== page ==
I don’t know whether it will make a change to Jean-Francois Lisée himself, but if it makes a change to my friends, maybe even to my teacher, that means something to me. As said by no other than Gandhi,
“It’s the action, not the fruit of the action, that’s important. You have to do the right thing. It may not be in your power, may not be in your time, that there’ll be any fruit. But that doesn’t mean you stop doing the right thing. You never know what results comes from your action. But if you do nothing, there will be no results” (in Saviuc).
If I didn’t send that letter, I would be just another person complaining about the power and decisions of others. Instead, I was able to acknowledge my own power and make my own decisions.
I was born and raised here; therefore, I grew up my whole life knowing that the religion and the headscarf that my mother wore were normal things to do. Although I lived with a Conservative government, I grew up with a liberal ideology. Liberalism encourages freedom of religion, individual freedom and equality (Grimsley). I have come to the conclusion that I stand with classical liberalism which focuses most on equality of political right, free speech, liberal equality and a limited government (Butler). Reform liberalism, by contrast, is oriented towards equality of opportunity and providing people with different options and programs to ensure their well being and to offer more opportunities to succeed (Chromistek). According to Nigel Ashford from the Institute of Human Studies, one of the principles of classical liberalism is that liberty is the primary political value. He states that when governments decide what to do, classical liberals have one clear question/standard: “Does this increase, or does it reduce the freedom of the individual?” (Weeks). That is what my letter is referring to and what I identify with most.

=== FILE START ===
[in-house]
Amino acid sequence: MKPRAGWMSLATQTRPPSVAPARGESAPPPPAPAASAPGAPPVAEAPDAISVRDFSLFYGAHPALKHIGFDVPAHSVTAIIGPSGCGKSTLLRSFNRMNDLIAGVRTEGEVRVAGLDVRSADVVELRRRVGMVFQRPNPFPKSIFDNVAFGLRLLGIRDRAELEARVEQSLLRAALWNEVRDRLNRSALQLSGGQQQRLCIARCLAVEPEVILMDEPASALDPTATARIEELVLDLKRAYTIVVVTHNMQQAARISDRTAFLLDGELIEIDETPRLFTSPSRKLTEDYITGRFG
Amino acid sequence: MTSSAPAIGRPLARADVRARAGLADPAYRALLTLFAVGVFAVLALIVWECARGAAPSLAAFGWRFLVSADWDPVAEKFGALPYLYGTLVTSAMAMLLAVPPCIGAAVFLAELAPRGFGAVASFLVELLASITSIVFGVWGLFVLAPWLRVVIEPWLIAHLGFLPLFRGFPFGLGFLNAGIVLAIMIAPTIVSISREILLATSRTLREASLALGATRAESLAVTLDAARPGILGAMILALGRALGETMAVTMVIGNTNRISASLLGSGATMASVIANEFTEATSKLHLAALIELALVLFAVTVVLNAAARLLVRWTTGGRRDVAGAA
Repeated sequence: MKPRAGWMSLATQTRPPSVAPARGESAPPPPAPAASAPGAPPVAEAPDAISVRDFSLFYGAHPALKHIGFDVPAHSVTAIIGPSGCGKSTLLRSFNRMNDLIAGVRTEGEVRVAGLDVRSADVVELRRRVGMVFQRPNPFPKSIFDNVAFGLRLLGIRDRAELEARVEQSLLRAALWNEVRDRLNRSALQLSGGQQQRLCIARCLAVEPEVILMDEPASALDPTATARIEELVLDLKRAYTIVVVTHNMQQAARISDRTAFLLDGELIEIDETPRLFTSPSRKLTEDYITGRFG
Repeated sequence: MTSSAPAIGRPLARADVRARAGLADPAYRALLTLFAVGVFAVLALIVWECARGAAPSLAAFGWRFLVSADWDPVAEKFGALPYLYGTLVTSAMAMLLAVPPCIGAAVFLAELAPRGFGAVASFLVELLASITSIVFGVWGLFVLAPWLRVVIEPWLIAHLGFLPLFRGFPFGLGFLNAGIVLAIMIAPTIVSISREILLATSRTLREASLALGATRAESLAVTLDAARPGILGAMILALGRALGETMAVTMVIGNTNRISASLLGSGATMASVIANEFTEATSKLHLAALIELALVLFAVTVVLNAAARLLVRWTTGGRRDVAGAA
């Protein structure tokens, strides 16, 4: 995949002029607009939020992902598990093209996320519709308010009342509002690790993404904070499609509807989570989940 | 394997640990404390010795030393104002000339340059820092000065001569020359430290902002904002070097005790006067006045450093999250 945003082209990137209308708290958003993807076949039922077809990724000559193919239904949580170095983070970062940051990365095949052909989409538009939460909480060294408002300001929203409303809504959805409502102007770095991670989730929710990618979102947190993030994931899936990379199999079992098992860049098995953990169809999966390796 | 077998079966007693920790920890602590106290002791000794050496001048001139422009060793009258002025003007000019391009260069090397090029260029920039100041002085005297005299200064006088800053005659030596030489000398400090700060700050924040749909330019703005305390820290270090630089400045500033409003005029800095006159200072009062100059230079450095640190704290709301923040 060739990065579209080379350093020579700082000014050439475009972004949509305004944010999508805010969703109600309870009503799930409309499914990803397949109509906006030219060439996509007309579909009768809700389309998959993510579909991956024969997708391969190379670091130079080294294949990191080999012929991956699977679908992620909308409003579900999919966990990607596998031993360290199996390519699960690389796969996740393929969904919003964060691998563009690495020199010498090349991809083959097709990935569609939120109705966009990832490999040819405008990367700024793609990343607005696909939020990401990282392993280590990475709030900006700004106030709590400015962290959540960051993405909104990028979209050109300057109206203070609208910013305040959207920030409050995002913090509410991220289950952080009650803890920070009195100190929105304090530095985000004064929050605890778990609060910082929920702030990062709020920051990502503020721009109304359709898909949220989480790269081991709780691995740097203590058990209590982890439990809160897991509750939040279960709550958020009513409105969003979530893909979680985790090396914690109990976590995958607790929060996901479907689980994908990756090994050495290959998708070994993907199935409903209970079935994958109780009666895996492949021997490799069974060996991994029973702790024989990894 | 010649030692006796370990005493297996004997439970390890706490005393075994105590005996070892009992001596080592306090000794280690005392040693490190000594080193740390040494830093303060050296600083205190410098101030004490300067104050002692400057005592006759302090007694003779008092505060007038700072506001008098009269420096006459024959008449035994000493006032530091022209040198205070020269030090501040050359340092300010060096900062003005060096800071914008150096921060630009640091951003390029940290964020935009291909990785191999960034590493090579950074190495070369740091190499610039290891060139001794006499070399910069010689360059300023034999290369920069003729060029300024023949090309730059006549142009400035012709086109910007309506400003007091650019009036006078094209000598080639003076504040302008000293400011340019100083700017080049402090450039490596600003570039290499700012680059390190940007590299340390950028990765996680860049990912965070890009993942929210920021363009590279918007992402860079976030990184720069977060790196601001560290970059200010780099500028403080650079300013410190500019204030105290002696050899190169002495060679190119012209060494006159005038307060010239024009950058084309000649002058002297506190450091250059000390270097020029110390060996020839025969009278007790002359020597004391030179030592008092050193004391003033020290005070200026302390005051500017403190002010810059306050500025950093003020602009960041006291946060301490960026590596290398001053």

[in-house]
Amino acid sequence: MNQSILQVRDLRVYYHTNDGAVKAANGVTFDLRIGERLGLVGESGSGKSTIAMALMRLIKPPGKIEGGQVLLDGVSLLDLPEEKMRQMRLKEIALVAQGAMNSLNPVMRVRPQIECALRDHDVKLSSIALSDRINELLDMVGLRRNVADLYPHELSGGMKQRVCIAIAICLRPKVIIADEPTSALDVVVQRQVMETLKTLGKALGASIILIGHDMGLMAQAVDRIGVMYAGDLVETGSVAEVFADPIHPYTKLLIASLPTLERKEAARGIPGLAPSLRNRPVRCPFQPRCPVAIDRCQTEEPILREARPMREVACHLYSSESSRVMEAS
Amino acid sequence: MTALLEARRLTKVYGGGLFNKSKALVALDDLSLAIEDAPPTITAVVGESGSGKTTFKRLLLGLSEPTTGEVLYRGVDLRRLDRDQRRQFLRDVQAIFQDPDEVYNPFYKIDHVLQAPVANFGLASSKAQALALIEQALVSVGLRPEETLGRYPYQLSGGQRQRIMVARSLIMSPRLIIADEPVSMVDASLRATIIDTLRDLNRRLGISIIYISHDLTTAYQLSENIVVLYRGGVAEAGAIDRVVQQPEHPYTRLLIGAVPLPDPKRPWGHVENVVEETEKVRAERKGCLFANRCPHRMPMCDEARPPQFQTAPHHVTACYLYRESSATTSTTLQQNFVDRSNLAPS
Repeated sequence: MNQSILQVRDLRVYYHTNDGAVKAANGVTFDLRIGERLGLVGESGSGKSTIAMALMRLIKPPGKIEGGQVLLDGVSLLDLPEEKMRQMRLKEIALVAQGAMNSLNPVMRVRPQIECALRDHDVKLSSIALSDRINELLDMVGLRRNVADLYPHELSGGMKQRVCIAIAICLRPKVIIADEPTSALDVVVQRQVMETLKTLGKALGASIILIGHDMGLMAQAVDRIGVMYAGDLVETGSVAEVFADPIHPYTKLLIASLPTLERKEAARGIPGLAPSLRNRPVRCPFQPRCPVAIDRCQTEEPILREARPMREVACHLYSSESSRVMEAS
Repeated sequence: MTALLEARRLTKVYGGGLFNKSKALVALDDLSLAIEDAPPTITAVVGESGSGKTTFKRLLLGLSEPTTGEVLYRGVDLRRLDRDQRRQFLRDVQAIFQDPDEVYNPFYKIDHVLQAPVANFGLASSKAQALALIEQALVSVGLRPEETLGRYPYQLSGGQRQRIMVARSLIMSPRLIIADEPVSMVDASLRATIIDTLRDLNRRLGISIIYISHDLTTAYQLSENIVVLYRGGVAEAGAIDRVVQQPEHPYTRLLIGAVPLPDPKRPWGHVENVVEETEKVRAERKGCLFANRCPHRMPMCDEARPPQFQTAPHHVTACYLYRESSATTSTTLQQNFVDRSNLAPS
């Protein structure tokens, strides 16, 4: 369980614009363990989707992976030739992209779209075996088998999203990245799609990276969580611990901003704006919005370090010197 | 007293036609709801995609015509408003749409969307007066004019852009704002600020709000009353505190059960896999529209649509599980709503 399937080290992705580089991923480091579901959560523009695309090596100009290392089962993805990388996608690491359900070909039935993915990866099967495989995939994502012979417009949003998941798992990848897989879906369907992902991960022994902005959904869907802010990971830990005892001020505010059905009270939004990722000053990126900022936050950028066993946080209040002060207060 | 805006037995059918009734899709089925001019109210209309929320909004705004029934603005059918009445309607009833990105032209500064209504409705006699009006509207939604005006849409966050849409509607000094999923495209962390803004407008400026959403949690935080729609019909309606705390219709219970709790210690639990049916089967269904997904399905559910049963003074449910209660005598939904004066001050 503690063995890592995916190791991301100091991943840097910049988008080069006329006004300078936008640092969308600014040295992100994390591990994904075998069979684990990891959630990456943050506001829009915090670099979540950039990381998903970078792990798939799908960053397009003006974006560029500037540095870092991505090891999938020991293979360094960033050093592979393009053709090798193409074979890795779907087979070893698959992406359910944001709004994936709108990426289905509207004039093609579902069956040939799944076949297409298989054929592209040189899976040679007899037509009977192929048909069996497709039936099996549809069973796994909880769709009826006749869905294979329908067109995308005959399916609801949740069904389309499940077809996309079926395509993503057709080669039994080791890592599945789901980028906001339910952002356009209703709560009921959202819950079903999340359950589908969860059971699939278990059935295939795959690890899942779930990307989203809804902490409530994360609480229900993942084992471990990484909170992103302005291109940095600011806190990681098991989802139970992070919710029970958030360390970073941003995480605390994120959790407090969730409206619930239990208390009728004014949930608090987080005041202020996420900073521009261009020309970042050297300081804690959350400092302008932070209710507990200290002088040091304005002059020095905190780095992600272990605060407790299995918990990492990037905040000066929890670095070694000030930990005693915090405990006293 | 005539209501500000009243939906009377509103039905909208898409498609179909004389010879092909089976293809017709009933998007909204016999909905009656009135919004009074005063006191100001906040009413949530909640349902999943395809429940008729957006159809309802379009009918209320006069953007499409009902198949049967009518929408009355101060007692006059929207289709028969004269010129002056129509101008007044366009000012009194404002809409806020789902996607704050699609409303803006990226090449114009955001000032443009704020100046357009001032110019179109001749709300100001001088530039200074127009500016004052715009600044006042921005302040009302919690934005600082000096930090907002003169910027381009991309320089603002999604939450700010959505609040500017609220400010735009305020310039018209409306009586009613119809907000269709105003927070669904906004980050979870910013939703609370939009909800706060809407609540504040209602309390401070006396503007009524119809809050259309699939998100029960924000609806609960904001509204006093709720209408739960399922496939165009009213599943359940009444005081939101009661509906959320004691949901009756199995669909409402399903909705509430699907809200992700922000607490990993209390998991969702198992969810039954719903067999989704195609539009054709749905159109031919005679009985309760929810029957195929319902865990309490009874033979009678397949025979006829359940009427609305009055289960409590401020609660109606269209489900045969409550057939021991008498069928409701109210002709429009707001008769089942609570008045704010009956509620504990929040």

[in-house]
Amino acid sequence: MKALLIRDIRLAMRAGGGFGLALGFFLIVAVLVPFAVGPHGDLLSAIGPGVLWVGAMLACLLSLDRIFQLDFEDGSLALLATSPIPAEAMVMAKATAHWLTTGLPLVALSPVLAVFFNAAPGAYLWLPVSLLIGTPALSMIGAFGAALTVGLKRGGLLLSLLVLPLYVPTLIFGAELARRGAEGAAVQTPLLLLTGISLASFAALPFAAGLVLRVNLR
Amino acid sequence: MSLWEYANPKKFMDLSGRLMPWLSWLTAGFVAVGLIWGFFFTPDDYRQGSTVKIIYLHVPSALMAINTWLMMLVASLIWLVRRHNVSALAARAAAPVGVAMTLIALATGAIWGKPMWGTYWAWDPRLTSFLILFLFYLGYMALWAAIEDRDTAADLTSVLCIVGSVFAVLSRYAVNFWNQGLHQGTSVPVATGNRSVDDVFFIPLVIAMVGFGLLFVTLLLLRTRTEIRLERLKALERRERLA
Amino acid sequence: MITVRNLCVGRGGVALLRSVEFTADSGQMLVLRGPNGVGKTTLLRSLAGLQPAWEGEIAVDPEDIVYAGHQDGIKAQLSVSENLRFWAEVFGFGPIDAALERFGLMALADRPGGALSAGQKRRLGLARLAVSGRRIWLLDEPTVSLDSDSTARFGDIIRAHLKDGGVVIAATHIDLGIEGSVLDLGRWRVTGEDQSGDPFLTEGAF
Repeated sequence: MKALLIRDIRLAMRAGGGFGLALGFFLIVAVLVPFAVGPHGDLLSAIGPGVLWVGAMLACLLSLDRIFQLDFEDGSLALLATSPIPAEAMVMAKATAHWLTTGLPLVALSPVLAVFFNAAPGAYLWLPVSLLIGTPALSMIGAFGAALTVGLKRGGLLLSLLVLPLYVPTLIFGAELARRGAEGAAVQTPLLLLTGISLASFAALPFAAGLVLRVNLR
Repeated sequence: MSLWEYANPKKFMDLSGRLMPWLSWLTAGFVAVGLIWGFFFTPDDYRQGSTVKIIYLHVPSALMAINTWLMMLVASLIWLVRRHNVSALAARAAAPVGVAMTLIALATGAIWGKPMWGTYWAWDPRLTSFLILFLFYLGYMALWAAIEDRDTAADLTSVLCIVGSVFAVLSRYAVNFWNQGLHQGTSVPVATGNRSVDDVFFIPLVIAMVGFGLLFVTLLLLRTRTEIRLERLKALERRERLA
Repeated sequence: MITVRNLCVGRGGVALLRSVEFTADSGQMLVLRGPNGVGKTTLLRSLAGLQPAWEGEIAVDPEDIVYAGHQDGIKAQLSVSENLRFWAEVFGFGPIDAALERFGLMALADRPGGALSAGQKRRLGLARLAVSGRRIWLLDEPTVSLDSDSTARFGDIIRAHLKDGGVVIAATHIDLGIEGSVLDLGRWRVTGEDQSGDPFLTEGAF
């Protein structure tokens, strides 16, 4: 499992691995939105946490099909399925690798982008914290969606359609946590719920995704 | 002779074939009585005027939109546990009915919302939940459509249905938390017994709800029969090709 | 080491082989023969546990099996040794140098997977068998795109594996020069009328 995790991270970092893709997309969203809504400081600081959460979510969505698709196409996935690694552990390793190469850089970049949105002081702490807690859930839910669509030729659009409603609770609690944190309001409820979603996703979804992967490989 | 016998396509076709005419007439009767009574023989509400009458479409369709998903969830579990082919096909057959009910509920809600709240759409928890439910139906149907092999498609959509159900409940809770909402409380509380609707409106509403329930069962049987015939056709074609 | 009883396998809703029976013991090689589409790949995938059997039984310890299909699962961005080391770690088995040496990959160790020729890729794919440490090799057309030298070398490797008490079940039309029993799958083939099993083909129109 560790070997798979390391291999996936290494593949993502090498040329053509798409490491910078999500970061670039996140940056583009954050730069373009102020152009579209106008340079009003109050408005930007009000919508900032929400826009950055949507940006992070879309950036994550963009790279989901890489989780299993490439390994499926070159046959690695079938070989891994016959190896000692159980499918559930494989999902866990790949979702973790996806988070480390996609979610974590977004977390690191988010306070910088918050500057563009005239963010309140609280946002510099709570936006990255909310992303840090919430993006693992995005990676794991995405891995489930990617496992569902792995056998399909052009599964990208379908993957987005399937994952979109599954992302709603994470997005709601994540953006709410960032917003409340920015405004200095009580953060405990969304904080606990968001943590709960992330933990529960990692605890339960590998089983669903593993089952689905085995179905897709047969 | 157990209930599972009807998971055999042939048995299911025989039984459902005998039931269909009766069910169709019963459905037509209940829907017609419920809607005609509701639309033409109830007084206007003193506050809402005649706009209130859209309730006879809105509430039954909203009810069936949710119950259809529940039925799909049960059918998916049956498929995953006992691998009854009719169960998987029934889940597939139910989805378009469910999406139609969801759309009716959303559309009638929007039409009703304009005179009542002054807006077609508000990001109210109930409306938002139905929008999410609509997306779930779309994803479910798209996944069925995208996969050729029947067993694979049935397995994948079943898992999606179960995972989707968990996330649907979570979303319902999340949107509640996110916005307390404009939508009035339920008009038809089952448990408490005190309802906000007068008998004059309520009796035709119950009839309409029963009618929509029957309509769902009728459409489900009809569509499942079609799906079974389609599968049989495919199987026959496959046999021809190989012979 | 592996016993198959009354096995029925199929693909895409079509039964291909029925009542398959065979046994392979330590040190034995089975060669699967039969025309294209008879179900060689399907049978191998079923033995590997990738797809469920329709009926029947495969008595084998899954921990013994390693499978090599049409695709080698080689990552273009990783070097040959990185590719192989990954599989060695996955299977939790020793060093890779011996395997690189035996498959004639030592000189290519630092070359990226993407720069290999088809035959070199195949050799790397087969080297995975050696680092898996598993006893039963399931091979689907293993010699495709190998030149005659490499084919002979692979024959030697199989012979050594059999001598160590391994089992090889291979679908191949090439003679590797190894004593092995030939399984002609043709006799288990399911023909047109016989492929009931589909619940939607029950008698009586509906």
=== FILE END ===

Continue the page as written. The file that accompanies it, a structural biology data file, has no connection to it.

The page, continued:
If I had to do this project again, I would want to try something different, like signing a petition or attending a political party meeting where I could discuss the issue that I’m engaging with and in that way, be able to get actual information on the outcomes and pros and cons of it. That being said, I hope we will all learn from this project to never stop taking action for what we believe in.